Sketch a MC/MB graph of the petroleum market. Based on the discussion from earlier, does petroleum yield positive or negative externalities overall? The cons list from earlier is likely to be longer, so students should indicate that petroleum yields negative externalities. Ask a student to volunteer to come to the board and draw where they think the MSC curve should be on the graph. Refer to Figure 1(a) as an example. The student should indicate that the MSC curve is above the MPC or MC curve since the MSC includes both the private costs and the externalities. What does this mean for the level of production? Does the private market produce more or less than what is deemed socially efficient? According to the graph, the private market overproduces a product when that product yields a negative externality. An easy way to remember this concept is that society always wants less of a bad thing. So if a negative externality exists, we can assume society over-produces that product. Have students walk through that same thinking for a good with a positive externality, like solar energy.

Government Regulation Exploration: Taxing the Consumer

Once students have explored the idea of MSB and MSC, have students begin to think about the role the government plays in moving production levels toward the socially efficient level of output. If left to our own devices, society will produce according to the private market, without taking into consideration the externalities others experience. What types of regulation have been discussed this year that the government could use to incentivize or disincentivize production? Taxes and subsidies are the most obvious choices. To determine why a tax disincentivizes consumption, have students complete the following exploration activity.

Assume you have $80 and you spend all your money on just two products: movies and cigarettes. Movie tickets cost $8 and a pack of cigarettes costs $10. Use marginal analysis and the table below to determine how many of each product you should purchase to maximize your utility.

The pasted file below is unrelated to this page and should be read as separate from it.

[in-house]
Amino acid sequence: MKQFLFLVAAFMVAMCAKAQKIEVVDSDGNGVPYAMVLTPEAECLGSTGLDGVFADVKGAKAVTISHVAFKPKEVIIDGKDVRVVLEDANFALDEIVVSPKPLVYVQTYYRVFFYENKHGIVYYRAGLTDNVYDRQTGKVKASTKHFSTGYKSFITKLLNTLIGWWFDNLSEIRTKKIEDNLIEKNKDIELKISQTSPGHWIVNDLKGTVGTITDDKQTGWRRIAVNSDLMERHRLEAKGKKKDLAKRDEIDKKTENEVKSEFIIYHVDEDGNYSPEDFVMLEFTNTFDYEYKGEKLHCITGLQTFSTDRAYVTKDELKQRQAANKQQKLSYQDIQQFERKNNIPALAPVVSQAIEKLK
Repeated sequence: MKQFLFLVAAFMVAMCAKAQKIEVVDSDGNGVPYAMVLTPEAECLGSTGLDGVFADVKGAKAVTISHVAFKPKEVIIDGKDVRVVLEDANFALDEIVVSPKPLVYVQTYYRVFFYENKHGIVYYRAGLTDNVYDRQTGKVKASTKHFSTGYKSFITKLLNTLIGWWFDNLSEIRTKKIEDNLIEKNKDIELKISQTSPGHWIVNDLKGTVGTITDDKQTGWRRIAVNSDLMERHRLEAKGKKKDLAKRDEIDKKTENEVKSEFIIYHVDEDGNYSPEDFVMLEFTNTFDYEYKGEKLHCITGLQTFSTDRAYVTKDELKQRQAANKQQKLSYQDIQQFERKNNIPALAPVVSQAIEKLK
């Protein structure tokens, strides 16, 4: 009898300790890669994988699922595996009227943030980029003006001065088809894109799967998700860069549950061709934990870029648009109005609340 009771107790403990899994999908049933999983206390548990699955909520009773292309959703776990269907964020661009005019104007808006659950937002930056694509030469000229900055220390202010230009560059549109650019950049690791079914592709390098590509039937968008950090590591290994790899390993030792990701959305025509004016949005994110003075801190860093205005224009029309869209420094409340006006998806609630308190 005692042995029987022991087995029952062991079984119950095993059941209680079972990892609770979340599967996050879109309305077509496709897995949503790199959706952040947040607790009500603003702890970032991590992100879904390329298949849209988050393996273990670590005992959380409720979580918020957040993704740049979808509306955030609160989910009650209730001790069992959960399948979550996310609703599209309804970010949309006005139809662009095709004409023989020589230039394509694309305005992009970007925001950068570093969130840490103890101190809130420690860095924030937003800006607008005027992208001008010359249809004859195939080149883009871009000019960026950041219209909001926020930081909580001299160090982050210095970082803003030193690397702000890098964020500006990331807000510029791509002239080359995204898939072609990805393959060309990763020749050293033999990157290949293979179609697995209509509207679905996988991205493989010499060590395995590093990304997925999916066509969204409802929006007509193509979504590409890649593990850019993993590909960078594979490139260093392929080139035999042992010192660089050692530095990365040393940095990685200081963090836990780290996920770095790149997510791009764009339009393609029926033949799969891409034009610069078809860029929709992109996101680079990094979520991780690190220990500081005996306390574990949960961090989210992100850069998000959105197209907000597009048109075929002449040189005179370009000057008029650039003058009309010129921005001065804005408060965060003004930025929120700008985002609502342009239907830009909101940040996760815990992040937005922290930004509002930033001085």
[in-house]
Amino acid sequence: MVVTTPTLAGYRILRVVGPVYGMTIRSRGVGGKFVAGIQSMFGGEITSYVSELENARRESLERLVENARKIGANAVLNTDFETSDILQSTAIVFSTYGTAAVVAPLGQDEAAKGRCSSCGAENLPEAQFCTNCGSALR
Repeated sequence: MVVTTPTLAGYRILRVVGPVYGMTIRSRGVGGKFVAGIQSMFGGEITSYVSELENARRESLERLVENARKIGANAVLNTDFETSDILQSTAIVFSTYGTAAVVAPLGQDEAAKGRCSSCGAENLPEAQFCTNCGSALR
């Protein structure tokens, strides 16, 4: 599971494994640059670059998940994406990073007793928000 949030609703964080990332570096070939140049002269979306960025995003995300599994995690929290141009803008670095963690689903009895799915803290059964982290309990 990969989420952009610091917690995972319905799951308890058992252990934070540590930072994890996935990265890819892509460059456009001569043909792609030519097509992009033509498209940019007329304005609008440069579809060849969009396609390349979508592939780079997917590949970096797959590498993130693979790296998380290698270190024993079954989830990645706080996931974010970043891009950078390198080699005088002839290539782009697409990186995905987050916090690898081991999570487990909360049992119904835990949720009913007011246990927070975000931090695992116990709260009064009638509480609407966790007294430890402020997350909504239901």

A new tax on cigarettes is passed. The tax raises the price of cigarettes by $5. Use marginal analysis to determine how many of each product you will buy after the tax to maximize your utility.

Answer Key

Given a budget of $62 and a $5 tax on cigarettes, the consumer would purchase 4 movie tickets and 2 packs of cigarettes. Marginal analysis indicates that no other combination will yield a greater utility. What was the net effect of the cigarette tax for this consumer? The consumer will choose to purchase three fewer packs of cigarettes. We can thus conclude that taxation is an effective government regulation used to disincentivize the production or consumption of a product.

What would happen if we subsidized cigarettes instead of taxing them? Open this question up for discussion among the students. Students should be able to explain that a subsidy would essentially lower the price of cigarettes and would thereby raise the marginal utility received per dollar. This change in MU/P will cause the consumer to prioritize the consumption of cigarettes over movie tickets, as cigarettes will provide a bigger bang per buck. Subsidies are thus effective government regulations used to incentivize the production or consumption of a product.

Homework Assignment

Sketch a MB/MC graph for the petroleum market. Determine whether Americans over- or under-consume petroleum based on an analysis of whether the general externalities are positive or negative. Then, indicate whether the government should utilize a tax or subsidy to shift consumption to the socially efficient level of output. Finally, indicate on the graph the amount of the tax or subsidy.